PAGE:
The stock market is up and we should all be celebrating. However before you pop open the champagne, let’s look at the real story. The stock buybacks driving the market used to be illegal because they manipulated the market.
The stock market has been on a tear since 2009, rising to record levels, and optimism that it will continue seems to be widespread. Even Federal Reserve Chair Janet Yellen said, “Would I say there will never, ever be another financial crisis? … Probably that would be going too far. But I do think we’re much safer, and I hope that it will not be in our lifetimes, and I don’t believe it will be.”
It appears many other financial experts agree. As Tyler Durden writes in his article in ZeroHedge, Blackrock’s CEO Larry Fink sure thinks times are booming. According to Mr. Fink, “While significant cash remains on the sidelines, investors have begun to put more of their assets to work.”
However, before you enjoy that bubbly and join in the celebration let’s take a look at some startling facts and figures.
Mr. Durden quotes Credit Suisse strategist Andrew Garthwaite, who wrote, “One of the major features of the US equity market since the low in 2009 is that the US corporate sector has bought 18% of market cap, while institutions have sold 7% of market cap.”
As Durden further notes, “there has been only one buyer of stock: the companies themselves, who have engaged in the greatest debt-funded buyback spree in history.”
That’s right! Since the financial crisis there’s basically been only one buyer of stocks, and it’s not the average individual who was burned by the crash after the 2008 market plummeted and they lost their investments, but companies who have engaged in the largest debt-funded buyback activity in history. Individual investors are still leery of putting their own money at risk.
So what does all this mean? Most people believe the stock market shows public confidence and public buying, however, the reality is very different. It may all be an illusion, yet another Ponzi scheme. This corporate buyback trend is especially dangerous, as the majority of these purchases since 2009 until today are debt funded!
It gets more interesting… The Federal Reserve recently gave the most systemic important financial institutions a heads up on the 2017 stress tests, with an all clear; “it did not object to the capital plans of all 34 bank holding companies.”
Wall Street was jubilant. The champagne flowed. And buyback sprees are being accelerated for the financial sector. Almost immediately three of the largest Wall Street banks announced they were putting $47 Billion into their own share buybacks; J.P. Morgan Chase with a potential $19.4 billion; Citigroup $15.6 Billion and Bank of America, $12 Billion.
In the September 2014 Harvard Business Review, William Lazonick wrote the following:
“Five years after the official end of the Great Recession, corporate profits are high, and the stock market is booming. Yet most Americans are not sharing in the recovery. While the top 0.1% of income recipients—which include most of the highest-ranking corporate executives—reap almost all the income gains, good jobs keep disappearing, and new employment opportunities tend to be insecure and underpaid. Corporate profitability is not translating into widespread economic prosperity.”
He added that 449 companies in the S&P 500 index, listed from 2009 to 2012 used 54% of their earnings, $2.4 trillion to buy back their own stock. And more recent analyses reflects that in 2016, 66% of earnings were used for buybacks, with 2017 expected to be significantly higher.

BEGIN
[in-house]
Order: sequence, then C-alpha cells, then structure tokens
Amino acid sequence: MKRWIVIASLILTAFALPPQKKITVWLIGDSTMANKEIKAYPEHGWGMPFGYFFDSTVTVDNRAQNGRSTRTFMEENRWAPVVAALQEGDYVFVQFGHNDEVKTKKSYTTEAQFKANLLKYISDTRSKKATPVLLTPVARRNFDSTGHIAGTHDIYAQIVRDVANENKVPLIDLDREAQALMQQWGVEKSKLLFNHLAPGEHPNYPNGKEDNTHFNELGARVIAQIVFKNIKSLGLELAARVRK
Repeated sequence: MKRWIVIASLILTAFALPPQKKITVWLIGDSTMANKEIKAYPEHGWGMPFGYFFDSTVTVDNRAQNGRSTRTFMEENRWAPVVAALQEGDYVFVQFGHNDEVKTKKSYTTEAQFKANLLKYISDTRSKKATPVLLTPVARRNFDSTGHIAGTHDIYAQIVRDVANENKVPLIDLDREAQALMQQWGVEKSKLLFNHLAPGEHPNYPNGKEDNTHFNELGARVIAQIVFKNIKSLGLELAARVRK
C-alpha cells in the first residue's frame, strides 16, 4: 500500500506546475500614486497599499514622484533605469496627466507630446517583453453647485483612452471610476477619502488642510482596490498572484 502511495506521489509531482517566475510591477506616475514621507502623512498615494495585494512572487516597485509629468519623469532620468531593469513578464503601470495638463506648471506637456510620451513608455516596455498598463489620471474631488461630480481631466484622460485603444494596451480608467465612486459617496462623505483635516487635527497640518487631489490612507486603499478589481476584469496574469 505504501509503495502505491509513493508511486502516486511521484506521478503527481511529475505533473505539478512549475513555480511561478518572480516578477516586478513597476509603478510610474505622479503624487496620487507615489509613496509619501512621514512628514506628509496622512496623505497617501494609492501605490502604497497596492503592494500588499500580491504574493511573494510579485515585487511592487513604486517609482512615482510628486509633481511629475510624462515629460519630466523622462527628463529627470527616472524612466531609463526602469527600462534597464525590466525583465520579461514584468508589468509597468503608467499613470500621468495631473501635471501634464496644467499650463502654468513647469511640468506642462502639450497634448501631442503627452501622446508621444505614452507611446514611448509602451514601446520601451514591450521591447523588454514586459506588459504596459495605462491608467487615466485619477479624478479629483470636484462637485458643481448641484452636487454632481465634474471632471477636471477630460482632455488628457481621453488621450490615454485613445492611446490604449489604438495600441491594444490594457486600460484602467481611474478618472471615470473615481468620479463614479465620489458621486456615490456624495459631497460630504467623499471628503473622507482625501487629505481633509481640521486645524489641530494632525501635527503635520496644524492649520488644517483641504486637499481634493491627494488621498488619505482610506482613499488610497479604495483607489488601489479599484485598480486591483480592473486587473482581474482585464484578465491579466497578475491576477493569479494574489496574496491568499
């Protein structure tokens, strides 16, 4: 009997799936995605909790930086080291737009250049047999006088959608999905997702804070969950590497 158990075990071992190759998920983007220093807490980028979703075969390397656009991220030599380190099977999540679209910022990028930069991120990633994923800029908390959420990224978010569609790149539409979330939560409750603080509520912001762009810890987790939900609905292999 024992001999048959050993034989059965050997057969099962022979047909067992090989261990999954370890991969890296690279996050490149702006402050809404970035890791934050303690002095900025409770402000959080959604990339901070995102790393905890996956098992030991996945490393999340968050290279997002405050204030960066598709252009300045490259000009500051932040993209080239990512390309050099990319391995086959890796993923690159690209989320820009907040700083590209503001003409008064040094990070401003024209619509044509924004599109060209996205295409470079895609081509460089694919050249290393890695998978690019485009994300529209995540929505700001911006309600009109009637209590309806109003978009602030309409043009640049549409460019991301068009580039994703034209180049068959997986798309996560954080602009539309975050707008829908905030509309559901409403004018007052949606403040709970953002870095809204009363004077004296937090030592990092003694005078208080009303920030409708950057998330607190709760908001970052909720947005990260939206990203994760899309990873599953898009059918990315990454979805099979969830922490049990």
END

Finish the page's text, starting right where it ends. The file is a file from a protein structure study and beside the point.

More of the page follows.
And now the real shocker! Until 1982, stock buybacks were “deemed illegal because they were thought to be a form of stock market manipulation.” Now they are indeed being used to financially engineer the stock market!
In a previous post on Danielle DiMartino Booth’s recent book, FED UP, I quoted Ms. Booth as saying,“The Fed has made it so cheap to borrow that companies, with their management driven by incentive compensation on increased stock prices, have driven a significant amount of debt-fueled common stock purchases to, for the short term, increase EPS and, therefore, stock price.”
She, too, commented that companies in the S&P 500 expended more than $2 plus trillion to buy back their stock in 2014 and 2015. And this has driven down the investment in research and development and capital expenditures in recent years. It is R&D and capital expenditures which ultimately drives the growth of companies and thus employment, and that’s being curtailed by the temptation of cheap debt.
Stock repurchases do not accomplish anything productive and are for the short term, as contrasted with capital expenditures, which are typically made for increasing long-term productive assets and are thus expenditures, “investments” in the companies’ future. She further notes cheap debt is also driving much of the acquisition binge, which in turn leads to more employee layoffs.
Ms. Booth quoted Rana Foroohar in May 15, 2016 Financial Times op-ed stating ”It is easier for chief executive officers with a shelf life of three years to try to please investors by jacking up short-term share prices than to invest in things that will grow a company over the long haul.”
She notes that easy “money kept those who already have the money and Wall Street alive and flourishing, while Main Street struggles.” I agree.
So, the Wall Street execs get wealthy at the expense of the company’s future, its employees and the economy.
So once again, the market soars, Wall Street celebrates and the champagne flows, and we drink soda pop!